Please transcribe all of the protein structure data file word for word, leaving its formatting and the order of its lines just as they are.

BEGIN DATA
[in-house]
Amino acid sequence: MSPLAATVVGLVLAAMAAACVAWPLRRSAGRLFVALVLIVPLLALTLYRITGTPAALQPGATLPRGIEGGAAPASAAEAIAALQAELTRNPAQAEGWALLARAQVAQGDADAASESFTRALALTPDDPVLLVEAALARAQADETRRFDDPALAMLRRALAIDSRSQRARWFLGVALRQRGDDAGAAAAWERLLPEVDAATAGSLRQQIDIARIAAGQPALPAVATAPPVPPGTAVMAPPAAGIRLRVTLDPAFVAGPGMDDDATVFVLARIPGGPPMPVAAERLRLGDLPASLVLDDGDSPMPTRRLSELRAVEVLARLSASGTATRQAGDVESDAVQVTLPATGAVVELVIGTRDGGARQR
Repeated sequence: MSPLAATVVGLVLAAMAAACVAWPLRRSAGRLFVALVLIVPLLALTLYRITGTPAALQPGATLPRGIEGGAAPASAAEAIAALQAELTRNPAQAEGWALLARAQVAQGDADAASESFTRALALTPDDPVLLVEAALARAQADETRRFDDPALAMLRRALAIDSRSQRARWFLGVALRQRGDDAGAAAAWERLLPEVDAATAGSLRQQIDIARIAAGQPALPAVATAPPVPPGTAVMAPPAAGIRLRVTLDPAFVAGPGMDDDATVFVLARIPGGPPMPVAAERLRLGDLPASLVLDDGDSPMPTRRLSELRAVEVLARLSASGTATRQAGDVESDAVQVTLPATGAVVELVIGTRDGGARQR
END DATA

[in-house]
Amino acid sequence: MSPLAATVVGLVLAAMAAACVAWPLRRSAGRLFVALVLIVPLLALTLYRITGTPAALQPGATLPRGIEGGAAPASAAEAIAALQAELTRNPAQAEGWALLARAQVAQGDADAASESFTRALALTPDDPVLLVEAALARAQADETRRFDDPALAMLRRALAIDSRSQRARWFLGVALRQRGDDAGAAAAWERLLPEVDAATAGSLRQQIDIARIAAGQPALPAVATAPPVPPGTAVMAPPAAGIRLRVTLDPAFVAGPGMDDDATVFVLARIPGGPPMPVAAERLRLGDLPASLVLDDGDSPMPTRRLSELRAVEVLARLSASGTATRQAGDVESDAVQVTLPATGAVVELVIGTRDGGARQR
Repeated sequence: MSPLAATVVGLVLAAMAAACVAWPLRRSAGRLFVALVLIVPLLALTLYRITGTPAALQPGATLPRGIEGGAAPASAAEAIAALQAELTRNPAQAEGWALLARAQVAQGDADAASESFTRALALTPDDPVLLVEAALARAQADETRRFDDPALAMLRRALAIDSRSQRARWFLGVALRQRGDDAGAAAAWERLLPEVDAATAGSLRQQIDIARIAAGQPALPAVATAPPVPPGTAVMAPPAAGIRLRVTLDPAFVAGPGMDDDATVFVLARIPGGPPMPVAAERLRLGDLPASLVLDDGDSPMPTRRLSELRAVEVLARLSASGTATRQAGDVESDAVQVTLPATGAVVELVIGTRDGGARQR